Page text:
Beeswax

While no one’s idea of an action film, Andrew Bujalski’s Beeswax feels less charmingly aimless than its radically slight precursors Funny Ha Ha (2002) and Mutual Appreciation (2006). Have Bujalski’s feckless characters joined the workaday world? As its title suggests, Beeswax has a mild buzz of business—and busy-ness. This loose, low-key, unaccountably fascinating movie has no particular sense of place. There are few establishing shots—Bujalski’s setups are dictated mainly by his characters’ relationships, most crucially that of the thirtyish twins played by actual twin sisters Tilly and Maggie Hatcher. Beeswax was inspired by the Hatchers, whom Bujalski has known for a decade, and their on-screen interaction (slightly infantile, a touch tense) imbues even the most ordinary activities with a strong behavioral subtext. So does Tilly’s being in a wheelchair—much of the movie is casually concerned with the nuts and bolts of her daily existence. There’s also Maggie’s unexplained breakup with her boyfriend, and Tilly’s deteriorating situation with an estranged business partner, which prompts her to reach out for legal advice to a former boyfriend, played by Alex Karpovsky. Bujalski has always been good at portraying intimacy and social discomfort—making closeness feel exotic, and awkwardness seem natural. And though there’s nothing labored about Beeswax, it gives the impression of something being worked out—even while it’s happening. Calculated spontaneity is this talented director’s greatest gift.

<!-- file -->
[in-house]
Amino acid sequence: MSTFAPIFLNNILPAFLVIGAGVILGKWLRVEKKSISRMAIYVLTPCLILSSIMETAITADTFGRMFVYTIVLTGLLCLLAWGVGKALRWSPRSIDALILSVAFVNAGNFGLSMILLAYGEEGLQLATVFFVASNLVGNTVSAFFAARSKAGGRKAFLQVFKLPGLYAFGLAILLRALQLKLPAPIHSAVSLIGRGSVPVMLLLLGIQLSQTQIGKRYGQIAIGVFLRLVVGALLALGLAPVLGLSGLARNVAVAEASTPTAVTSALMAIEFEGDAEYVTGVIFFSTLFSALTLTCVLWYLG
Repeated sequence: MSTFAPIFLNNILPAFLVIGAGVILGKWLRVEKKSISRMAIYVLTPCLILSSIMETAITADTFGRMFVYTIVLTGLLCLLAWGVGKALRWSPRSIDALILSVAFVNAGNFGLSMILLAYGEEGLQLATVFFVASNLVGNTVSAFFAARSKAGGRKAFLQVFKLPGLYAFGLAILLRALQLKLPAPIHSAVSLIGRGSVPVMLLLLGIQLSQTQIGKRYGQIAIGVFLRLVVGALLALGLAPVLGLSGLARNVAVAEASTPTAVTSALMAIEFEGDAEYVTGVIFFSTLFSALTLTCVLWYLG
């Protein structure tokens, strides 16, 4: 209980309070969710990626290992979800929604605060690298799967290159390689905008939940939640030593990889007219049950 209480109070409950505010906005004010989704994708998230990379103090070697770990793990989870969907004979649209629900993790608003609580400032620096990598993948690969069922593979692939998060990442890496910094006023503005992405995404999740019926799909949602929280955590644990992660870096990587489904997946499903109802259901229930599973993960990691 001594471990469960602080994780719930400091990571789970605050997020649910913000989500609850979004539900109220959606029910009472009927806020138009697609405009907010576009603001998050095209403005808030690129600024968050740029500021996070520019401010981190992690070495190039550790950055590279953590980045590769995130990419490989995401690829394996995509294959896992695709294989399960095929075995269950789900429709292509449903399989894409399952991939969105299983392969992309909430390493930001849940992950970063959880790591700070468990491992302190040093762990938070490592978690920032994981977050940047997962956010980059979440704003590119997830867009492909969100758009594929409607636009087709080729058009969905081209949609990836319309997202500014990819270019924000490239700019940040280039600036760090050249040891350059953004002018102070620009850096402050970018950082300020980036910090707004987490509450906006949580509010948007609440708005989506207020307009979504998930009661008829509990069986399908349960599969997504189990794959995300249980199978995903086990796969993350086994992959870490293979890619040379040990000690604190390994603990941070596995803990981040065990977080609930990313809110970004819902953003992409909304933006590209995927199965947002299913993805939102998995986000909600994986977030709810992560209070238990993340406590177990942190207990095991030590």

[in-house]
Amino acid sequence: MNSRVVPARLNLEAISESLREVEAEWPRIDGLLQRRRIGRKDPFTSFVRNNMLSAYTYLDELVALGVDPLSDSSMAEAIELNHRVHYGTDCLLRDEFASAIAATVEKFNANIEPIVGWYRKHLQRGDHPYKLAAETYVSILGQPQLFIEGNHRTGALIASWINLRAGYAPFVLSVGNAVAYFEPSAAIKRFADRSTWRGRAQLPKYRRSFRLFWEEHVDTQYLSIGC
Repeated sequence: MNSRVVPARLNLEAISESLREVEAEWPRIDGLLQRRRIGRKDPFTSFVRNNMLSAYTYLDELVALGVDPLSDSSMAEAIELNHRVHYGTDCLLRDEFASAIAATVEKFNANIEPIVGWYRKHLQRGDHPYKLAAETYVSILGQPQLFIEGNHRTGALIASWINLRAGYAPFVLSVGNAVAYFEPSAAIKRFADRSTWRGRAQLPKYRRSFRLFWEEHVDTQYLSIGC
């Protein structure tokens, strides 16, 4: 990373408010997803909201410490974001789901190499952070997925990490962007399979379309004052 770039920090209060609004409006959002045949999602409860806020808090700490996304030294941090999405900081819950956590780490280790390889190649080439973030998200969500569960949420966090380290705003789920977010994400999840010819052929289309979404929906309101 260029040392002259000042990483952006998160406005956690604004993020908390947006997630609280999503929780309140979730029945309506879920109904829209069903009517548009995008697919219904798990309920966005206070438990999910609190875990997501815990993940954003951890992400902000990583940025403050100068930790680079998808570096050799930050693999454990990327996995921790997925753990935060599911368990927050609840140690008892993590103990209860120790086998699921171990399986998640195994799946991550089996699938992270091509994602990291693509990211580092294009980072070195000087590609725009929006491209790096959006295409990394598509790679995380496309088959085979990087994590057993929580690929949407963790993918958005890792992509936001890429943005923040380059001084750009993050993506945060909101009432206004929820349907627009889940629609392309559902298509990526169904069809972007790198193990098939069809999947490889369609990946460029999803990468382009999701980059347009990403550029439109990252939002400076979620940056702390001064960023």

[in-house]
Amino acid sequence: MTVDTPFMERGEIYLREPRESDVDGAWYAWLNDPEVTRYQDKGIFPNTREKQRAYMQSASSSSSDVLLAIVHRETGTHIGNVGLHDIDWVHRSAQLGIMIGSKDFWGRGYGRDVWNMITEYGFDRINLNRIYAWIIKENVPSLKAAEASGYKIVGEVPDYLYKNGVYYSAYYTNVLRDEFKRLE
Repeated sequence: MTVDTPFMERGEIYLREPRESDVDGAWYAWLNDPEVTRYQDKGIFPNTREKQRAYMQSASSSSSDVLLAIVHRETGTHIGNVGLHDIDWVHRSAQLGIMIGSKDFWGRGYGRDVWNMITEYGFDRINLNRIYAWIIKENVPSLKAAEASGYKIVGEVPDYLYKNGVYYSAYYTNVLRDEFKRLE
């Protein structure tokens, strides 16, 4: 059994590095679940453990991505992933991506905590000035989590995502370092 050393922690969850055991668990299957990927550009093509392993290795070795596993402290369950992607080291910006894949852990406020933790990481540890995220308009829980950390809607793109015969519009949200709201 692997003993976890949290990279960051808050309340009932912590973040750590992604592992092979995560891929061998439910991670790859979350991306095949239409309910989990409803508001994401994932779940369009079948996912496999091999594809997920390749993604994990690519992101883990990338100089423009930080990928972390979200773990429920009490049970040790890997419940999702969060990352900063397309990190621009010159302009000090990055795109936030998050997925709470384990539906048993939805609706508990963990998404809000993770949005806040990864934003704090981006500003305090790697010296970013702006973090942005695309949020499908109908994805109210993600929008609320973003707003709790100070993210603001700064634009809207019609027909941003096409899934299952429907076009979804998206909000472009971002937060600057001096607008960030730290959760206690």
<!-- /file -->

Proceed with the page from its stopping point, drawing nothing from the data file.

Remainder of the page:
Sept. 11-17, 2009

 
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